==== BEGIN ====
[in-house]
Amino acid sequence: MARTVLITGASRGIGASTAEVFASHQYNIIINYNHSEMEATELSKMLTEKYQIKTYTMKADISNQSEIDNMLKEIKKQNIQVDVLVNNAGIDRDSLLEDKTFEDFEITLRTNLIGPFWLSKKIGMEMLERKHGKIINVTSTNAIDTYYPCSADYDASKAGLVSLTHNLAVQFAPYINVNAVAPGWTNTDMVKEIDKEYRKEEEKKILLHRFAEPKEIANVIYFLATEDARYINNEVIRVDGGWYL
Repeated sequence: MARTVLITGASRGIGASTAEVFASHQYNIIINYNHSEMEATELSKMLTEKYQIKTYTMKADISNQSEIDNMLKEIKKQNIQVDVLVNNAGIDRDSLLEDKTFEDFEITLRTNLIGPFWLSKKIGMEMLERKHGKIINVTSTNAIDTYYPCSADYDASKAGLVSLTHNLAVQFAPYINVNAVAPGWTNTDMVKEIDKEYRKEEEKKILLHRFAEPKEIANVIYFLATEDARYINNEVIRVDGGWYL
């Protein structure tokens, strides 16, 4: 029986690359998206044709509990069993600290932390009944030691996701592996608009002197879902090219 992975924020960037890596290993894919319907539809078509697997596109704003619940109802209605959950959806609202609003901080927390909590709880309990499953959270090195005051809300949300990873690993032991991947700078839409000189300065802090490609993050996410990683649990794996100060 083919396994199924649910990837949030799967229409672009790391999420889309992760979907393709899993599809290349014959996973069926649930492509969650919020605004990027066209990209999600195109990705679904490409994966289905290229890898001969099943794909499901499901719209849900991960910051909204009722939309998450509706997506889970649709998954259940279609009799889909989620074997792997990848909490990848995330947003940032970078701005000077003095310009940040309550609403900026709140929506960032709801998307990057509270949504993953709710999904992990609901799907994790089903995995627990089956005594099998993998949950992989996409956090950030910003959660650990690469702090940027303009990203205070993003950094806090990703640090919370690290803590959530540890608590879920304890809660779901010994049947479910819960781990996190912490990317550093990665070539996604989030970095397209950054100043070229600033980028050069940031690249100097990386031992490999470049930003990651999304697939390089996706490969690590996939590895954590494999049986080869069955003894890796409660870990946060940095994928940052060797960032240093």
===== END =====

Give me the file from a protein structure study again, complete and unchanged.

[in-house]
Amino acid sequence: MARTVLITGASRGIGASTAEVFASHQYNIIINYNHSEMEATELSKMLTEKYQIKTYTMKADISNQSEIDNMLKEIKKQNIQVDVLVNNAGIDRDSLLEDKTFEDFEITLRTNLIGPFWLSKKIGMEMLERKHGKIINVTSTNAIDTYYPCSADYDASKAGLVSLTHNLAVQFAPYINVNAVAPGWTNTDMVKEIDKEYRKEEEKKILLHRFAEPKEIANVIYFLATEDARYINNEVIRVDGGWYL
Repeated sequence: MARTVLITGASRGIGASTAEVFASHQYNIIINYNHSEMEATELSKMLTEKYQIKTYTMKADISNQSEIDNMLKEIKKQNIQVDVLVNNAGIDRDSLLEDKTFEDFEITLRTNLIGPFWLSKKIGMEMLERKHGKIINVTSTNAIDTYYPCSADYDASKAGLVSLTHNLAVQFAPYINVNAVAPGWTNTDMVKEIDKEYRKEEEKKILLHRFAEPKEIANVIYFLATEDARYINNEVIRVDGGWYL
């Protein structure tokens, strides 16, 4: 029986690359998206044709509990069993600290932390009944030691996701592996608009002197879902090219 992975924020960037890596290993894919319907539809078509697997596109704003619940109802209605959950959806609202609003901080927390909590709880309990499953959270090195005051809300949300990873690993032991991947700078839409000189300065802090490609993050996410990683649990794996100060 083919396994199924649910990837949030799967229409672009790391999420889309992760979907393709899993599809290349014959996973069926649930492509969650919020605004990027066209990209999600195109990705679904490409994966289905290229890898001969099943794909499901499901719209849900991960910051909204009722939309998450509706997506889970649709998954259940279609009799889909989620074997792997990848909490990848995330947003940032970078701005000077003095310009940040309550609403900026709140929506960032709801998307990057509270949504993953709710999904992990609901799907994790089903995995627990089956005594099998993998949950992989996409956090950030910003959660650990690469702090940027303009990203205070993003950094806090990703640090919370690290803590959530540890608590879920304890809660779901010994049947479910819960781990996190912490990317550093990665070539996604989030970095397209950054100043070229600033980028050069940031690249100097990386031992490999470049930003990651999304697939390089996706490969690590996939590895954590494999049986080869069955003894890796409660870990946060940095994928940052060797960032240093």